The Gift of Vision: San Antonio Youth Cinema 2006-2016

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As an opening to URBAN-15’s 14th annual Josiah Media Festival, October’s episode of Hidden Histories delves into the rich local culture of youth media education that produced Josiah Neundorf, a talented filmmaker from San Antonio whose premature passing in 2006 inaugurated one of the longest running youth film festivals in the world. Beginning with Neundorf’s visionary work, we screen ten of JMF’s best local films by students attending San Antonio high schools and media arts programs. We also interview Josiah’s father Marcus Neundorf on the festival’s origins and impacts, as well as film educator George Ozuna on his involvement in the creative ferment that launched the youth media movement in San Antonio.

Schedule of films includes:

The Gift of Vision: Film Montage by Josiah Neundorf (Northeast School of the Arts / Boston Museum School)

The Receptionist (2011, Narrative)
Nicholas Wachter, Age 17, Communication Arts High School

Fresh Fruit (2007, Animation)
Ed Kelley and Brenden Cicoria, Age 17, St. Mary’s Hall

El Gran Machin (2009, Narrative)
Aaron Richmond-Havel, Age 17, Northeast School of the Arts

Le Violoniste (2010, Animation)
Michael Esparza, Age 17, Film School of San Antonio at Harlandale High School

R/G/B (2014, Experimental)
Alejandro Peña, Age 18, Say Si

Picture Day (2016, Narrative)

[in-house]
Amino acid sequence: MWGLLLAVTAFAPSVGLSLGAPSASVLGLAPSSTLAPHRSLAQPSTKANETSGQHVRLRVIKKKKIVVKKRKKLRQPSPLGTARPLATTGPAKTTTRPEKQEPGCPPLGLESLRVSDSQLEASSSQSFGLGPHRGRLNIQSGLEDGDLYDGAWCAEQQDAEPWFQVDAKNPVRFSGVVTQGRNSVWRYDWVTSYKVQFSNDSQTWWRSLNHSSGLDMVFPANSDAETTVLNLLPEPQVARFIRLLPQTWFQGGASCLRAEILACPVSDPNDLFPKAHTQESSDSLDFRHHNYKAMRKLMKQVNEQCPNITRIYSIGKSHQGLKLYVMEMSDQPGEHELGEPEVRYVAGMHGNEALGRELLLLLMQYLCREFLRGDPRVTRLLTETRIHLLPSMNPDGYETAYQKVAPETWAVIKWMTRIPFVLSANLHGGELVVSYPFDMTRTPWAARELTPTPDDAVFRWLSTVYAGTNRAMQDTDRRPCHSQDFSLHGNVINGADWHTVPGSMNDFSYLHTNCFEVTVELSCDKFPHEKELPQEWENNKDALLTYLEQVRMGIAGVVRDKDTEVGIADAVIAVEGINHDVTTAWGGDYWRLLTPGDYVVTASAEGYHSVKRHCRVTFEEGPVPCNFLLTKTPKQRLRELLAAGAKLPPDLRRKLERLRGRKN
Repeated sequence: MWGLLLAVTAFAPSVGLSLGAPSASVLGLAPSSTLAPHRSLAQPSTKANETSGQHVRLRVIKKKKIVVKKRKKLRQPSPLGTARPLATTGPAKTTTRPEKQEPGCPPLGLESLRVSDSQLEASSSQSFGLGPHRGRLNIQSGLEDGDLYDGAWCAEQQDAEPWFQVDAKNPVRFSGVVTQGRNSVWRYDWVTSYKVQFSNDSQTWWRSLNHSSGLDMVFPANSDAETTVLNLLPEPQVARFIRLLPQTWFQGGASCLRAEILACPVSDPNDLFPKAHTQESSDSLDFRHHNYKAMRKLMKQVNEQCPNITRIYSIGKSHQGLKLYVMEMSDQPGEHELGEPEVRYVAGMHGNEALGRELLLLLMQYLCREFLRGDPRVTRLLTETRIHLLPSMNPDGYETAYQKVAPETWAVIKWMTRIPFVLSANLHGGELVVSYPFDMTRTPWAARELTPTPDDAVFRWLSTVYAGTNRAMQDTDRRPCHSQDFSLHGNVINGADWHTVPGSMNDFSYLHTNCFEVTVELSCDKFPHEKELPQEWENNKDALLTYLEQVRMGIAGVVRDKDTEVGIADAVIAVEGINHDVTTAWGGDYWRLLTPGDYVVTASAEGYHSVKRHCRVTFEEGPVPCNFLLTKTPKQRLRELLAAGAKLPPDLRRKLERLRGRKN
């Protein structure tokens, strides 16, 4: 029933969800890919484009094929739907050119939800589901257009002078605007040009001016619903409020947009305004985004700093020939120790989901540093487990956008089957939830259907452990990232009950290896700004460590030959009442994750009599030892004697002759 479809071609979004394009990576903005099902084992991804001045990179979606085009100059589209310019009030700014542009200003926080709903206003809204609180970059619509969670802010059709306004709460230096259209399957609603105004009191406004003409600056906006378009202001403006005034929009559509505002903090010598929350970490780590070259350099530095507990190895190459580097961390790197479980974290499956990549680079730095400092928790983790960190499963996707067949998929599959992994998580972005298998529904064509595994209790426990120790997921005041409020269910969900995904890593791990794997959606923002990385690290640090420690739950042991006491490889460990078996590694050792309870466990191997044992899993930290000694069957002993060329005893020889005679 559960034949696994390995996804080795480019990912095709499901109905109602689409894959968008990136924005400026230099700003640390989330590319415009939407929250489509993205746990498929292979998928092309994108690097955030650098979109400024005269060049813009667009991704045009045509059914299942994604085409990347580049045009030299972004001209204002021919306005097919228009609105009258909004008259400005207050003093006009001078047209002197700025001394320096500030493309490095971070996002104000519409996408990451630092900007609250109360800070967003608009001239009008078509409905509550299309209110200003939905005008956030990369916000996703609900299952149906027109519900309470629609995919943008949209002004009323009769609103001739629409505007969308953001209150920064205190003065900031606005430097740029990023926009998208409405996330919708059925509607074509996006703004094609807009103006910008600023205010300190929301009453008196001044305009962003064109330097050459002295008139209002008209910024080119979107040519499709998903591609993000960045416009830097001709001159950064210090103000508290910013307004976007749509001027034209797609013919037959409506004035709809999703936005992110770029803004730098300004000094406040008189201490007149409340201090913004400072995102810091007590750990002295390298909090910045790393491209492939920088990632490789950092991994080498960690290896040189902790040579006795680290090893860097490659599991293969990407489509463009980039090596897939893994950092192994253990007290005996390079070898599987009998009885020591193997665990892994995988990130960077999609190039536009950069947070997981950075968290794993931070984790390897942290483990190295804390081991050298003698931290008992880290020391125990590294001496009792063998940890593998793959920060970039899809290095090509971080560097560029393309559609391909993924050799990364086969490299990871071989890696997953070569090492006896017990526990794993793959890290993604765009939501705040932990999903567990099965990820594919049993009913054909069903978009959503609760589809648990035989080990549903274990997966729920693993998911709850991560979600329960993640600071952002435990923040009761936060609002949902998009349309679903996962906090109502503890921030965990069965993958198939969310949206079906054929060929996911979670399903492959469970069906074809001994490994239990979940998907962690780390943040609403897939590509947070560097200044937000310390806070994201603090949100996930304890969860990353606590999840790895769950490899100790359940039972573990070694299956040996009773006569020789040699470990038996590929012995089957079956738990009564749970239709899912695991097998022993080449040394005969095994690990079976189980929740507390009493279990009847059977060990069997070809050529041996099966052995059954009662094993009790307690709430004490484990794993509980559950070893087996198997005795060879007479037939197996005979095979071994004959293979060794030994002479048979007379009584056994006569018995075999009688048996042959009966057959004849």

Rogelio Pedrazo, Age 17, Film School of San Antonio at Harlandale High School

Of Gods and Bells (2016, Documentary)
Alexia Salingaros, Age 18, St. Mary’s Hall

Dolly Wants a Minion (2010, Narrative)
Lena Ozuna, Age 17, San Antonio School for Inquiry and Creativity

Reversal (2013, Animation)
Aaron Matthew Gutierrez, Age 20, University of the Incarnate Word

As an online arts and culture magazine, Hidden Histories pursues and preserves the underexplored stories, lives, and places which make San Antonio and South Texas an inspiring cultural treasure. Each monthly episode uncovers important cultural histories of the region by featuring archival interviews with artists and communtiy leaders; significant performances by musicians, dancers, and poets; forgotten documentaries and narrative films; and vintage discussions of important community issues. In uncovering and generating the archives which hold these stories, Hidden Histories endeavors to move beyond the public humanities to one that is truly community-based.

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